“Trust me,” we hear him saying, “You’ll love it.”

If you are interested in seeing more of these images, please see the Via Lucis website.

✚ This is a repost of one of my favorite articles by PJ from a few years ago. ✚

7 responses to “✿ Gofridus me fecit ✿ (PJ McKey)

  1. Not having known of your work a few years ago, it’s lovely to be introduced to your older posts, and this is a charming, fine example. I am reminded of my favourite signature, ‘Giselbertus hoc fecit’ under the tympanum over the west entrance at Autun.

    • John, it was actually the Autun tympanum that got me thinking about this. I’ve been working on a post about different attributions like this (Giselbertus, Robertus, Gofridus and others) and I went back and reread PJ’s post. Thanks for this. Also, I lived in Chauvigny as a boy and it was always something that fascinated me.

  2. Remember that those inscriptions could also refer to the patrons–as on the Pantheon where Agrippa’s name appears in similar text–so ALL the artists might really be anonymous! (Plus I’m not convinced they all did it for the greater glory of God, but rather it was simply their craft and livelihood and no one gave them the option of being named in the process). Whatever the names of the people who carved Chauvigny (surely more than one?), they had a delightful approach to the subject matter! Thanks for the detailed images.

    • Janet, I’m not sure that I agree with all of Linda Seidel’s arguments on Autun, however persuasive. Certainly don’t extend those out to all the signatures – there are hundreds of masons’ marks, as you know, on churches throughout Europe, and some of the capital signatures like “Unbertus me fecit” at Saint-Benoit, “Bernardus me fecit” in Conques, “Rotbertus me fecit” at Notre Dame du Port, or Isembard capital in Lessay. The Gislebertus signature at Autun is like the great Citgo sign in Boston, but most of these others are small and hidden. I certainly think that the idea that this was their craft and livelihood is important, and pride in their work.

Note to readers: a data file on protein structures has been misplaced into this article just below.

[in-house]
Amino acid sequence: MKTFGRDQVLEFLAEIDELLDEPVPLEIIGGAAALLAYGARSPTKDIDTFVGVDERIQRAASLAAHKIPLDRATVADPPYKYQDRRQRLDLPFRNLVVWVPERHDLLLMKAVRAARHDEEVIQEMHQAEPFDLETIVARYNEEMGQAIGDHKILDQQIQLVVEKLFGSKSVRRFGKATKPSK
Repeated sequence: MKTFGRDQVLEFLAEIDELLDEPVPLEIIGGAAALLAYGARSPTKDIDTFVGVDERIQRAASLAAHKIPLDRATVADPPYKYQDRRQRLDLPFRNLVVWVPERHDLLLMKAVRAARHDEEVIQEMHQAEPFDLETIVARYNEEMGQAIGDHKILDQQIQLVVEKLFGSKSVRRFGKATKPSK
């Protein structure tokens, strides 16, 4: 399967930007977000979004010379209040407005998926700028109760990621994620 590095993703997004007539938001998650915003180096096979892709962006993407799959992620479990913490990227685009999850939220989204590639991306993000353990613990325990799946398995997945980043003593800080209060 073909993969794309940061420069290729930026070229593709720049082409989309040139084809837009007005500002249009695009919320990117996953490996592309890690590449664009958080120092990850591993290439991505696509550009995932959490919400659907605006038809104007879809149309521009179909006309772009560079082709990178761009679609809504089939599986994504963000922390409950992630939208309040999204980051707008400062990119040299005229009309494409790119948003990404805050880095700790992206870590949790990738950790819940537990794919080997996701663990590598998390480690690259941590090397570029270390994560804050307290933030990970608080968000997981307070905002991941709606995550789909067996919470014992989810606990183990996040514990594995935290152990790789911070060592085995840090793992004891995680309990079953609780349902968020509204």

Do you think that more than one sculptor did the work of the hemicycle capitals in Chauvigny? Maybe it is because of my exposure to these works as a boy that I always thought of them as from one set of hands.

  3. Obviously we don’t know the true nature of Gofridus’ spirituality or the depth of his faith other than what he carved into stone.
    The witness of his art speaks to us today regardless of our own spiritual foundation; however, for Christians we know that some of his figures may be smiling because they understand that the Blood of Christ has redeemed them from a final reclamation by the demon.
    Yet, they may be smiling for another reason. Are the figures represented in hell, or, are they represented as being under the torment of temptation and sin? Are their smiles indications that these people happily go about their life, participating in the Seven Deadly Sins, and smile, unknowing or uncaring about what is actually happening to their souls? Possibly, Gofridus is more of a theologian than we may think.

    • Paul, I hadn’t thought of this idea of the smiles as indications that people continue their lives despite temptation or despite succumbing to temptation. Both are possibilities. And yes, Gofridus could be more than the merry prankster who had fun at the expense of his monastic employers. In many cases, the monks themselves were the craftsmen, although my feeling is that if that were the case, he wouldn’t have been allowed to sign, much less on the Annunciation capital.